Tackling racism and discrimination in primary care
ICS leaders are pledging to play their part to tackle racism and discrimination in primary care.
361 people responded to the Nottingham and Nottinghamshire Racism and Discrimination survey, which is the first of its kind to capture the experiences of administrators, clinical staff, and managers working in primary care in Nottingham and Nottinghamshire (excluding Bassetlaw).
The survey was carried out in March by the Nottingham and Nottinghamshire Primary Care Racial Equity and Diversity Working Group, which is sponsored by the ICS.
The group has now published a report which calls for an accountable and targeted system approach to tackle racism, provide support and empower the primary care workforce through addressing inequalities and creating a safe and inclusive environment for all.
The responses highlighted people’s experiences of discrimination in areas including education and training, professional development, working patterns, and complaints.
For example, 22% of Black, Asian and Minority ethnic respondents reported that their education or professional development was affected by racism or discrimination and 24% of Black, Asian and Minority ethnic respondents reported they received complaints from colleagues due to racism or discrimination.
One respondent commented: “Looking back having spent 34 years in NHS there were times when I had to be twice as good or work twice as hard than the local Caucasian colleague to get where I needed to professionally.”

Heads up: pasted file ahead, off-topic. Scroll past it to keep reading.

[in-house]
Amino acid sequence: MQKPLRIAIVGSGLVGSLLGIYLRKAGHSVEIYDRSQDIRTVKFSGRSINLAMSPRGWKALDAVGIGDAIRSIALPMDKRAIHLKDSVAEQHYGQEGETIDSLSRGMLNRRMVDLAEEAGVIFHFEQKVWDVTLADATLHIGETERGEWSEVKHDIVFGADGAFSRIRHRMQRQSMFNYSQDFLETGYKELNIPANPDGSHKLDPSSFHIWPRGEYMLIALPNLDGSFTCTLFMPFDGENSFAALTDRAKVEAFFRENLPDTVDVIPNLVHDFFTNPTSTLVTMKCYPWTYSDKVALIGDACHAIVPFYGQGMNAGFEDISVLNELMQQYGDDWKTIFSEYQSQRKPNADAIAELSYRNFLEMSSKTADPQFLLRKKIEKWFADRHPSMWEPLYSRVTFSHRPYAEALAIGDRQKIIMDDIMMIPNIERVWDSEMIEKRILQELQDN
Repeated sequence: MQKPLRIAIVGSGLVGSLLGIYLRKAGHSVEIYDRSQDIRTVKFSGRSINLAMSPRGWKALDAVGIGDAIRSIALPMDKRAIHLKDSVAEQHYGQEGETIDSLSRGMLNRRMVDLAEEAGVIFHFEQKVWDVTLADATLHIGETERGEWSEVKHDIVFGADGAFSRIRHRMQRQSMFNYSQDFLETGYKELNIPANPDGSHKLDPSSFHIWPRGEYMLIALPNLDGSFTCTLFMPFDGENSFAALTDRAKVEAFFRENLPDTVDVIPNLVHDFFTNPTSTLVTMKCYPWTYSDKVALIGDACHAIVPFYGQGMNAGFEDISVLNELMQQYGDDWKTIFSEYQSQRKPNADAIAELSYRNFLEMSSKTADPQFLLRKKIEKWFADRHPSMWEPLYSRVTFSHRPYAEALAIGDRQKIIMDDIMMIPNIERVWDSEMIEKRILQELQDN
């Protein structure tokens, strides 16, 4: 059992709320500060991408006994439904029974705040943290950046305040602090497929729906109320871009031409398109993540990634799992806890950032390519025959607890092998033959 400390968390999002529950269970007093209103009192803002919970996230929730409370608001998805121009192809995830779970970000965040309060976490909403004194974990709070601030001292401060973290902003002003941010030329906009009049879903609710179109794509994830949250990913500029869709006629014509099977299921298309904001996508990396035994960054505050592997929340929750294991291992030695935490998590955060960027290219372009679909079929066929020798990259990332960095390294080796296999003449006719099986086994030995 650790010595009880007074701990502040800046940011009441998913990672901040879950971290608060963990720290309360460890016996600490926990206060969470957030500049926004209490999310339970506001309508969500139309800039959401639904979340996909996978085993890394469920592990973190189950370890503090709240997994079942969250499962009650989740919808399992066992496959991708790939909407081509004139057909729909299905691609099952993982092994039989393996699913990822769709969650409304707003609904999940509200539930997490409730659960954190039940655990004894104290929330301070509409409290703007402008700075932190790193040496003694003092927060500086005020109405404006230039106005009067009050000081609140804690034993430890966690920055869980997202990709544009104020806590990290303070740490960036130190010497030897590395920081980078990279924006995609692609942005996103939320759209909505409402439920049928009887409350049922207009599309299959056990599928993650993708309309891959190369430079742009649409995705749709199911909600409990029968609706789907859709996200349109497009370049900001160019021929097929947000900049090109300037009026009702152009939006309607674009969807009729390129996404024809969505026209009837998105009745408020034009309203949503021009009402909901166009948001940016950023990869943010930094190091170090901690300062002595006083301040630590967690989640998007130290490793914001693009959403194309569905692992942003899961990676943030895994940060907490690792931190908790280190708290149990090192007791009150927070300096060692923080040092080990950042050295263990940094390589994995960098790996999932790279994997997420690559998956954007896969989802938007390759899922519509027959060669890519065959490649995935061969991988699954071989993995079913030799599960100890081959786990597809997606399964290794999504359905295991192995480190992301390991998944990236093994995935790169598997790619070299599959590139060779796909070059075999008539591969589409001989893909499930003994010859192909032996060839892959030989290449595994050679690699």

Kathy McLean, Nottingham and Nottinghamshire ICS Independent Chair, said: “This survey reminds us that discrimination against black, Asian and minority ethnic people continues, despite the best efforts of some committed people in our system to address this. We now need to use this insightful work to generate action and change within primary care and across our whole system. I am personally committed to ensuring that across our system we work as active partners to tackle discrimination in all forms.”
Amanda Sullivan, Chief Executive of NHS Nottingham and Nottinghamshire, said: “Everyone should feel comfortable bringing their true selves into the workplace, without fear of discrimination or negative overtones. I’d like to commend the network for this ground-breaking survey and the courage people have shown in responding. We believe it is vital that they are able to have a voice and help raise the profile of issues so that we can be a proactive anti-racist ICS.”
The survey and report are part of a Nottingham and Nottinghamshire strategy, supported by the Primary Care Workforce Group and the Nottingham and Nottinghamshire People and Culture Board, to understand and address racial inequalities and barriers and provide support for all those staffs from ethnic minority backgrounds working in primary care.
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